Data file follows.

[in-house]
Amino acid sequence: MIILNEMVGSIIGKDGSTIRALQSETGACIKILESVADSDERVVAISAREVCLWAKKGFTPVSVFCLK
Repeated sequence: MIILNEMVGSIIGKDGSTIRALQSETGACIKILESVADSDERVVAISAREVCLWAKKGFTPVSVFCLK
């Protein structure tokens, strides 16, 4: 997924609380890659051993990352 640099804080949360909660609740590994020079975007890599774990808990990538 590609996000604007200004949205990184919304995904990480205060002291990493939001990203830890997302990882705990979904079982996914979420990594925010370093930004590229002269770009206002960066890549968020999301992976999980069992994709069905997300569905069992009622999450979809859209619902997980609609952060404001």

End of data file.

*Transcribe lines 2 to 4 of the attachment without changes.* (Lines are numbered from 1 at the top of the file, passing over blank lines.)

Amino acid sequence: MIILNEMVGSIIGKDGSTIRALQSETGACIKILESVADSDERVVAISAREVCLWAKKGFTPVSVFCLK
Repeated sequence: MIILNEMVGSIIGKDGSTIRALQSETGACIKILESVADSDERVVAISAREVCLWAKKGFTPVSVFCLK
């Protein structure tokens, strides 16, 4: 997924609380890659051993990352 640099804080949360909660609740590994020079975007890599774990808990990538 590609996000604007200004949205990184919304995904990480205060002291990493939001990203830890997302990882705990979904079982996914979420990594925010370093930004590229002269770009206002960066890549968020999301992976999980069992994709069905997300569905069992009622999450979809859209619902997980609609952060404001």